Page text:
In a recent interview with the Commodity and Futures Commission (CFTC), chairman Heath Tarbert cast doubt on Ethereum 2.0’s future legal status in regards to U.S. law. The warning is directly related to the block validation planned for the platform’s upcoming upgrade.
Tarbert told the audience during the interview that the previously held view that Ethereum is a commodity is now in jeopardy. While the CFTC has no jurisdiction over Ethereum’s status, the Securities and Exchange Commission (SEC) is carefully analyzing the platform’s newest iteration.
Our job at the @CFTC is to ensure that our rules protect market integrity while fostering innovation. Thanks to @mikejcasey for a great discussion today at @coindesk’s #InvestNYC on the future of digital assets. pic.twitter.com/HGRBNhT95Y
— Heath Tarbert (@ChairmanHeath) November 12, 2019
Ethereum’s Basis for Change
While the Proof of Work (PoW) block validation method has been helpful in eliminating SEC scrutiny, the basis for the evaluation of a security, called the Howey Test, has maintained that decentralized mining (e.g. Bitcoin and Ethereum 1.0) prevents them from being considered a security.
However, Proof of Stake (PoS) authentication creates a profit-based system that effectively links owners with returns. Such a system certainly meets the SEC’s normal classifications of a security.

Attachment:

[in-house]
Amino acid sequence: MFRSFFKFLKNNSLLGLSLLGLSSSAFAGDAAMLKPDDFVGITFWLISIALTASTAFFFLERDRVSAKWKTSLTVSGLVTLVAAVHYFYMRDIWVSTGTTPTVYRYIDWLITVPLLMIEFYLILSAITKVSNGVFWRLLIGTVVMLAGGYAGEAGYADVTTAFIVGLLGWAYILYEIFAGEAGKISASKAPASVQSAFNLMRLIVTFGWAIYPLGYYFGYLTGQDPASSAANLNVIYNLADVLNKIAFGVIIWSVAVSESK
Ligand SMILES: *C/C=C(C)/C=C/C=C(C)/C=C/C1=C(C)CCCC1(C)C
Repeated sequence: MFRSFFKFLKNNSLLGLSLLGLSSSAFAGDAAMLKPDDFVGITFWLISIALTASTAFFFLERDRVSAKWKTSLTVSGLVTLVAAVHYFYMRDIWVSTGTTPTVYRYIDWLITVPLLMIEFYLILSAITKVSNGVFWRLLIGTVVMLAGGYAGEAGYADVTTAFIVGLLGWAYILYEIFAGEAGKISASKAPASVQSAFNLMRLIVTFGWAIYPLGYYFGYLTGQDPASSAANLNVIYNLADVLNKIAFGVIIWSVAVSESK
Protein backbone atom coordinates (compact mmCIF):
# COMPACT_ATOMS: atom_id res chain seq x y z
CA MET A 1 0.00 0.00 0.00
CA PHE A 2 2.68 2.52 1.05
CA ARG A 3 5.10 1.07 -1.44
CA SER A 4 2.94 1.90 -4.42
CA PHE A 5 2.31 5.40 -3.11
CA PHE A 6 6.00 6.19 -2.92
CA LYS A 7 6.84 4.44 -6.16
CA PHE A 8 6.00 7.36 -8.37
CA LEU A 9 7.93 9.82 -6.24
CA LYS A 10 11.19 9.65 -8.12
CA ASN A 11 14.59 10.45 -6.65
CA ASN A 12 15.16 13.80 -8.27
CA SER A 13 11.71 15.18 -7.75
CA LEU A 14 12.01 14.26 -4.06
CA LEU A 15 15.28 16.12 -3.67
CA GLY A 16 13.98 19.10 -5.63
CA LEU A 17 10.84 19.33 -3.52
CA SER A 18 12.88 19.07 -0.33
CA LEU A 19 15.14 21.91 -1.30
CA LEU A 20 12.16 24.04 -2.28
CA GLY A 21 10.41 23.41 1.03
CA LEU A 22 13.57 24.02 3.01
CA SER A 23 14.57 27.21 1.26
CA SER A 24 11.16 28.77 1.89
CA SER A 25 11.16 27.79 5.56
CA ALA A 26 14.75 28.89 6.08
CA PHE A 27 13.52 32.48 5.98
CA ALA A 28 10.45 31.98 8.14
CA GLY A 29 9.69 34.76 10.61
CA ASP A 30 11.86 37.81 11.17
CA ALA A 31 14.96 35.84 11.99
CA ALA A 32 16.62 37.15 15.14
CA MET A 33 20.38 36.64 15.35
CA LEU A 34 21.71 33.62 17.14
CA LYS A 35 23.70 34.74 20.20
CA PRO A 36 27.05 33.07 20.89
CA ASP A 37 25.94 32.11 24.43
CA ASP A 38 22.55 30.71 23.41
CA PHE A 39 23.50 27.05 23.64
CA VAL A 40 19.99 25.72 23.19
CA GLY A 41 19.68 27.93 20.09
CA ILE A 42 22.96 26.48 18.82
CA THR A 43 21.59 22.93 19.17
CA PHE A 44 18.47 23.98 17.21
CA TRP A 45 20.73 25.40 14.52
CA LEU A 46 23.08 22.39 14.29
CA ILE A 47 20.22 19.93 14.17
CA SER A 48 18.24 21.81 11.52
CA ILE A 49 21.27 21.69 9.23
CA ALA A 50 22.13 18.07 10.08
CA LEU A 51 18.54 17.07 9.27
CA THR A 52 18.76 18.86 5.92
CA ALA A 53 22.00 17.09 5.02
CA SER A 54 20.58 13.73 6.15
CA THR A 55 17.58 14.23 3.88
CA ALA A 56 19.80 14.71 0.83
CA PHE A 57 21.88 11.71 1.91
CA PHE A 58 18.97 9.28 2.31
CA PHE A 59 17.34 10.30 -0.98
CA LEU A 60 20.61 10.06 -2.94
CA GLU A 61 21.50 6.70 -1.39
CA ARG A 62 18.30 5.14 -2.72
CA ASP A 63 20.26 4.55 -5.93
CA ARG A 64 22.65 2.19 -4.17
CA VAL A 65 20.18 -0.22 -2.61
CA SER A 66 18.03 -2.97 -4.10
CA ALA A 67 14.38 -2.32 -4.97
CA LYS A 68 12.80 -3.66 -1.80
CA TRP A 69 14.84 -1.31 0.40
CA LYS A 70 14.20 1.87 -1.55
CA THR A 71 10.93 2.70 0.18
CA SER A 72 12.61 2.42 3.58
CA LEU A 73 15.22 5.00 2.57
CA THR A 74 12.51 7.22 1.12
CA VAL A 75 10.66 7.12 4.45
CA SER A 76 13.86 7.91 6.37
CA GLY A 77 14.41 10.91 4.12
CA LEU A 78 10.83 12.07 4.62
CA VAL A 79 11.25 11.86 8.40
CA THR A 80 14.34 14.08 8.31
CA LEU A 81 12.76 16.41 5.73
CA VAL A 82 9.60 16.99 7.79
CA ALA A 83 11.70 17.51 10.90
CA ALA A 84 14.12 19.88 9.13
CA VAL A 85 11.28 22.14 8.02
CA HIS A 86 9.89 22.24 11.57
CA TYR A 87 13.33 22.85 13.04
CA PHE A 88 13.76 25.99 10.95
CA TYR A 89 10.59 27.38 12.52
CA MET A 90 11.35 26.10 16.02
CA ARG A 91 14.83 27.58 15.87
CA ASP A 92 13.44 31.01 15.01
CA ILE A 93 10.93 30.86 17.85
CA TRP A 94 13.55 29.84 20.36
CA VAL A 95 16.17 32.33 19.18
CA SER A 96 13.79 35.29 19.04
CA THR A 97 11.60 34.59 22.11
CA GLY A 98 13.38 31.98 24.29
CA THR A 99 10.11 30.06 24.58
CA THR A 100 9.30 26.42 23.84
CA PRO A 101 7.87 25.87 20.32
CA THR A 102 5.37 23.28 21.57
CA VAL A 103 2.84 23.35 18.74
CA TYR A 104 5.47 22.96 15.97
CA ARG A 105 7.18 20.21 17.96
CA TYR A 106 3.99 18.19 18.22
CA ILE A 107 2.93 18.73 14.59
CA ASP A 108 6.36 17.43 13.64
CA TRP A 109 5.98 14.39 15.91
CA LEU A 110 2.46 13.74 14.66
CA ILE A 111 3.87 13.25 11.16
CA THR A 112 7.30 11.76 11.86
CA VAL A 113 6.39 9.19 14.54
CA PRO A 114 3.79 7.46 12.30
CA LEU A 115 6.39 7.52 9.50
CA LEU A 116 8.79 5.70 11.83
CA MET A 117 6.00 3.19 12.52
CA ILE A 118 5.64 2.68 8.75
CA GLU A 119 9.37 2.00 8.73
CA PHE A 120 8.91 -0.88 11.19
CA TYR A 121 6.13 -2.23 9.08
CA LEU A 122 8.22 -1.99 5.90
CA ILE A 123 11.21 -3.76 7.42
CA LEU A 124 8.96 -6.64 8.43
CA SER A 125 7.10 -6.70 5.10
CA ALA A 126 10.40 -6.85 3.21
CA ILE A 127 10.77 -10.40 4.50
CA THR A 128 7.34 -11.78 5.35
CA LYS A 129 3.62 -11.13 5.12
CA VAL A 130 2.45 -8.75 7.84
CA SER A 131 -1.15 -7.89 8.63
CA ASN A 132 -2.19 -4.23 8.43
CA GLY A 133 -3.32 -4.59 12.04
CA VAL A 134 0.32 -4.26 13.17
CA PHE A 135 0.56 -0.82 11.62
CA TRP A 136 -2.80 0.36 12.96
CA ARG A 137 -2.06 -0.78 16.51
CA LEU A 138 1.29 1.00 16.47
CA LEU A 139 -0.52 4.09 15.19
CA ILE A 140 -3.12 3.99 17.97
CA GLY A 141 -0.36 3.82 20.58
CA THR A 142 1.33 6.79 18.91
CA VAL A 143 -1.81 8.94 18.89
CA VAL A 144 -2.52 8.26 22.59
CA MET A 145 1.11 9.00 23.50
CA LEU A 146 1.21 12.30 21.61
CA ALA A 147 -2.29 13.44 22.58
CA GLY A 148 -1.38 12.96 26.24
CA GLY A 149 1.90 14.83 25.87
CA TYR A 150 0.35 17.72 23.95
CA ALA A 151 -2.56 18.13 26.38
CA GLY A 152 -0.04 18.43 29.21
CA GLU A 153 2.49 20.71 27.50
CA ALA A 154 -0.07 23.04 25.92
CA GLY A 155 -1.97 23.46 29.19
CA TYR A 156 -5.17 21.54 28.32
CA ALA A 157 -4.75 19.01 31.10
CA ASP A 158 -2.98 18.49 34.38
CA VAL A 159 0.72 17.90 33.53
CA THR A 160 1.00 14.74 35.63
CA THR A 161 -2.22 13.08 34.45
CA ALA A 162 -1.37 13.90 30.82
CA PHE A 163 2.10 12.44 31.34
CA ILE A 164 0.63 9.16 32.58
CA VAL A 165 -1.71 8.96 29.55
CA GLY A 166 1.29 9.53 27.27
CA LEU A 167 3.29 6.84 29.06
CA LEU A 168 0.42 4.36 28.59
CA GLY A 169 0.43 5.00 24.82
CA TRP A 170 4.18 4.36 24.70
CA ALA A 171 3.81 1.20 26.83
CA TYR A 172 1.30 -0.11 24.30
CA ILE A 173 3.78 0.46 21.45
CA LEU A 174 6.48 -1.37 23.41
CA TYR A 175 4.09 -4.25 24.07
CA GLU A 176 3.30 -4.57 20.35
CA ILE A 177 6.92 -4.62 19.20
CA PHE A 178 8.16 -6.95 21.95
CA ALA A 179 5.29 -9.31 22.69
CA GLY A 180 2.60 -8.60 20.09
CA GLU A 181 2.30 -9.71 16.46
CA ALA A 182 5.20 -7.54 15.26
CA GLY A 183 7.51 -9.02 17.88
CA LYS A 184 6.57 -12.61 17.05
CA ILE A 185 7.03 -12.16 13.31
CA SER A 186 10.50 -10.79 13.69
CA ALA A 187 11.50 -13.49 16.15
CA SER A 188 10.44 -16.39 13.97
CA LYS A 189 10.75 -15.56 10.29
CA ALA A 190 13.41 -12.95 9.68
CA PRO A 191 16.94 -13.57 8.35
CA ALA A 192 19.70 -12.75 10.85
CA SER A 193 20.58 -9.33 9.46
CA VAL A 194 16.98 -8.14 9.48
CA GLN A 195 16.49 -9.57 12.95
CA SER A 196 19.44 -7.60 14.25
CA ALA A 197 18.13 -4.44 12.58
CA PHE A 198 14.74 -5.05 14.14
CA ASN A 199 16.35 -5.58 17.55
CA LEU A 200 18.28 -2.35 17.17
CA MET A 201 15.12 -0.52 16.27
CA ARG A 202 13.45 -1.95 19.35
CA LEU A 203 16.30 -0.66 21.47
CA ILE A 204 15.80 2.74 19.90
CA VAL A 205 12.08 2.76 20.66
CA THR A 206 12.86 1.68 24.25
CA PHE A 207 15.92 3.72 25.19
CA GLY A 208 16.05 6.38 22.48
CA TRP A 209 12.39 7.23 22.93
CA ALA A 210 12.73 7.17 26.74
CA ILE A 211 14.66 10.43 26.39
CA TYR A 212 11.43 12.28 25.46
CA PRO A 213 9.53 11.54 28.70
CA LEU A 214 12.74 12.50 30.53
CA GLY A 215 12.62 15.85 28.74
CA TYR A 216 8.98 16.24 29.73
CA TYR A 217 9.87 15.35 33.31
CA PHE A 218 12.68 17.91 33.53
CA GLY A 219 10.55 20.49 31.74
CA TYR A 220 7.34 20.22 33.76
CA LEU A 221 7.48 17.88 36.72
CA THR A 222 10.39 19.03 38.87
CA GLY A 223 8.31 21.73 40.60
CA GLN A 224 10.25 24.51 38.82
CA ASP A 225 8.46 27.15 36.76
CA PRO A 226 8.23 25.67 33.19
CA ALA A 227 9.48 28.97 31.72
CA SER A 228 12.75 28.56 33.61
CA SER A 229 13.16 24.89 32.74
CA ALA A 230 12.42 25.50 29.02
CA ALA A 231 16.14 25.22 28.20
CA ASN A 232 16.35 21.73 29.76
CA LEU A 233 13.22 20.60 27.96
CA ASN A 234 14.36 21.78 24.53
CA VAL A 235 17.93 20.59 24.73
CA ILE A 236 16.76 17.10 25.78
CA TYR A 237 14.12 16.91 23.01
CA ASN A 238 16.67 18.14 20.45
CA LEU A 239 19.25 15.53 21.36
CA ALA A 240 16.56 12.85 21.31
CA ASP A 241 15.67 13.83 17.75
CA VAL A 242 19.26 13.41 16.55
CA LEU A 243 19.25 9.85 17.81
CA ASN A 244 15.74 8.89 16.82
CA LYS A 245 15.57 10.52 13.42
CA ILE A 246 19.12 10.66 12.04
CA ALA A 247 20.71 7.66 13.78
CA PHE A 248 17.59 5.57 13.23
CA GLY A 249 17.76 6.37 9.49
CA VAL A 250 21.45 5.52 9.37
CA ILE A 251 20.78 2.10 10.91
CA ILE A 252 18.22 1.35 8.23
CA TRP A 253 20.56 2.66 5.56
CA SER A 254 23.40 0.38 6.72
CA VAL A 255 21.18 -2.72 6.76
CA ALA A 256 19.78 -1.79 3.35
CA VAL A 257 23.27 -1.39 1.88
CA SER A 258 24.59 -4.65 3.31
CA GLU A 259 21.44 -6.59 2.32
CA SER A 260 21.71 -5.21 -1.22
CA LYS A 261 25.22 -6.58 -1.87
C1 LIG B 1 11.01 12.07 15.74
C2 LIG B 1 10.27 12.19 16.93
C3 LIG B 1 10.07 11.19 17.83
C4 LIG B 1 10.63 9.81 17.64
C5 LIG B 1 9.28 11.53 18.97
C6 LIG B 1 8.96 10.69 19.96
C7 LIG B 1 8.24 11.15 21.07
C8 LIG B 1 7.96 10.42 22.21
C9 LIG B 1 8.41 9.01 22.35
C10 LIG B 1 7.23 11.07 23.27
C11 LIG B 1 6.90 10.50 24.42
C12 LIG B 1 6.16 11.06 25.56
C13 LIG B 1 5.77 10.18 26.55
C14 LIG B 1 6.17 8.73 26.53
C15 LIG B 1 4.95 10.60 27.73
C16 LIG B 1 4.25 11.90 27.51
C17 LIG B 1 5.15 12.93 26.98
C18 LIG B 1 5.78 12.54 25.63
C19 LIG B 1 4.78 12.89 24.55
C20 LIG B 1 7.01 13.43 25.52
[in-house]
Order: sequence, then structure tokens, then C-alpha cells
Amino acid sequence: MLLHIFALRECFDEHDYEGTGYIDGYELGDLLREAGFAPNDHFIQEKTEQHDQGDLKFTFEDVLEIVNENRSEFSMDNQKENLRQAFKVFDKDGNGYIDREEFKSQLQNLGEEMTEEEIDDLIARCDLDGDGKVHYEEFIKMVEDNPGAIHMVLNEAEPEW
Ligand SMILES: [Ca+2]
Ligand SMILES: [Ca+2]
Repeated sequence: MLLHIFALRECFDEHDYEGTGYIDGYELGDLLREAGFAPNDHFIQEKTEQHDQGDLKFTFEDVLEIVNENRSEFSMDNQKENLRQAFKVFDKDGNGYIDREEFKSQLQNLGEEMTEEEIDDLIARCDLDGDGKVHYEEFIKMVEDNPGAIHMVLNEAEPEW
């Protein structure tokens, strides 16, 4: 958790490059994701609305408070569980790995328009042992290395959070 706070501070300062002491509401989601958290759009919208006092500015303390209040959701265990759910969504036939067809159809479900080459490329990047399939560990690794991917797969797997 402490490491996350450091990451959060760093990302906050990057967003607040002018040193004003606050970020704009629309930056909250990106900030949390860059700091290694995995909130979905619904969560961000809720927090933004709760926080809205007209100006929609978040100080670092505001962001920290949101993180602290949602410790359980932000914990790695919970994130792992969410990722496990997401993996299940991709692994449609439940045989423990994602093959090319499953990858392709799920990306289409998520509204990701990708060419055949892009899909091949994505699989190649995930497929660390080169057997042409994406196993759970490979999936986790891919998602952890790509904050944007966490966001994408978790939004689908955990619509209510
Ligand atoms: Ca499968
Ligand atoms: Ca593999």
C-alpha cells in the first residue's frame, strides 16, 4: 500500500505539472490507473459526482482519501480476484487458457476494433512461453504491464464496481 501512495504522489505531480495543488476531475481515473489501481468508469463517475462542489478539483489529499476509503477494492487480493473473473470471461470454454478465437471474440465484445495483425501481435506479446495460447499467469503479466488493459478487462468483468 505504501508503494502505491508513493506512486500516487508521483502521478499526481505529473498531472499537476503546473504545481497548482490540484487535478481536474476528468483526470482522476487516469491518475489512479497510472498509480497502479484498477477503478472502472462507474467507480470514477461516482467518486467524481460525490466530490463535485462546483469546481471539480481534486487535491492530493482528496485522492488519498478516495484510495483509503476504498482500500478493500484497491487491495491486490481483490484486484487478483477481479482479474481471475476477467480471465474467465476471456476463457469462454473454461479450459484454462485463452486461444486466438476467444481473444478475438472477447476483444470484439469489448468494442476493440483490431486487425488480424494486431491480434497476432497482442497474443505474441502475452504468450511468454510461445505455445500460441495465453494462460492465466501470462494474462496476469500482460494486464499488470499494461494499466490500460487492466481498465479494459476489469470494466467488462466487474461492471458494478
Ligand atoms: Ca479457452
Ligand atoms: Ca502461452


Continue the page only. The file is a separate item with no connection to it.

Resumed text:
Just as stock owners receive dividends from profits, the PoS system links the returns from the platform with the line of most staked validators. In this way, it functions far more like a simple security than a decentralized work-for-return model.
Tarbert’s analysis lines up strongly with the previous analyses done by SEC officials during other probes. The recent cease and desist order filed against the Telegram token sale is just one example where the SEC will not allow token sales when they have the marks of securities.
Nevertheless, it appears that Ethereum is stuck between a rock and a hard place. The complexity of creating a scalable platform for its users has been met with cries for PoS validation.
However, a move to PoS away from PoW would likely result in increased scrutiny from governing bodies. The project appears to be left with the painful choice of loss of users or loss of functionality in the U.S. — neither of which is a viable business model.
The damaging scenario could, however, leave room for other blockchain projects to steal market shares from Ethereum. For example, TRON has already been hailed by Udi Wertheimer as the competitor to watch, while EOS and others are waiting in the wings as well.
Regardless of risers or fallers, the current landscape for Ethereum 2.0 is not bright. While cryptocurrencies appear to be here to stay, Vitalik’s dream may soon become a nightmare.
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